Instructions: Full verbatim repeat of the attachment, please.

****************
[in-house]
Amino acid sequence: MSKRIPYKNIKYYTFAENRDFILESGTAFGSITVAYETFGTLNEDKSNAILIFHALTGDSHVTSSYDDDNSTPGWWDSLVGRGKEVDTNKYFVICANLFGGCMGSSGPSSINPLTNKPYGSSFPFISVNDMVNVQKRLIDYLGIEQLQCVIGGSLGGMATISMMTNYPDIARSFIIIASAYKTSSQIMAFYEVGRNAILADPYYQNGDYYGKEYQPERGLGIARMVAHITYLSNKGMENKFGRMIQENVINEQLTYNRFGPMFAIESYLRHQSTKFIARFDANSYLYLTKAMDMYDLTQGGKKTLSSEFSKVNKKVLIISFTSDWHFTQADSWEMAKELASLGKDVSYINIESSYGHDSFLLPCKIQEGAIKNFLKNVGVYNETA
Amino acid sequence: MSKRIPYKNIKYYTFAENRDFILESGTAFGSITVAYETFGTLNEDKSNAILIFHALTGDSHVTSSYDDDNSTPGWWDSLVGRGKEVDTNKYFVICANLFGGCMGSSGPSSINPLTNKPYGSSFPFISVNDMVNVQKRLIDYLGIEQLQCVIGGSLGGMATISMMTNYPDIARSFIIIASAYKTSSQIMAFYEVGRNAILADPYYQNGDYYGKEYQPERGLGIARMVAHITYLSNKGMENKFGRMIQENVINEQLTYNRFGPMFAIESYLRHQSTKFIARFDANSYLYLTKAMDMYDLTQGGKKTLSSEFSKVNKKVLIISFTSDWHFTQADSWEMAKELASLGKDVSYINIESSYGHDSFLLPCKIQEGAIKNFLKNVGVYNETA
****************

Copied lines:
[in-house]
Amino acid sequence: MSKRIPYKNIKYYTFAENRDFILESGTAFGSITVAYETFGTLNEDKSNAILIFHALTGDSHVTSSYDDDNSTPGWWDSLVGRGKEVDTNKYFVICANLFGGCMGSSGPSSINPLTNKPYGSSFPFISVNDMVNVQKRLIDYLGIEQLQCVIGGSLGGMATISMMTNYPDIARSFIIIASAYKTSSQIMAFYEVGRNAILADPYYQNGDYYGKEYQPERGLGIARMVAHITYLSNKGMENKFGRMIQENVINEQLTYNRFGPMFAIESYLRHQSTKFIARFDANSYLYLTKAMDMYDLTQGGKKTLSSEFSKVNKKVLIISFTSDWHFTQADSWEMAKELASLGKDVSYINIESSYGHDSFLLPCKIQEGAIKNFLKNVGVYNETA
Amino acid sequence: MSKRIPYKNIKYYTFAENRDFILESGTAFGSITVAYETFGTLNEDKSNAILIFHALTGDSHVTSSYDDDNSTPGWWDSLVGRGKEVDTNKYFVICANLFGGCMGSSGPSSINPLTNKPYGSSFPFISVNDMVNVQKRLIDYLGIEQLQCVIGGSLGGMATISMMTNYPDIARSFIIIASAYKTSSQIMAFYEVGRNAILADPYYQNGDYYGKEYQPERGLGIARMVAHITYLSNKGMENKFGRMIQENVINEQLTYNRFGPMFAIESYLRHQSTKFIARFDANSYLYLTKAMDMYDLTQGGKKTLSSEFSKVNKKVLIISFTSDWHFTQADSWEMAKELASLGKDVSYINIESSYGHDSFLLPCKIQEGAIKNFLKNVGVYNETA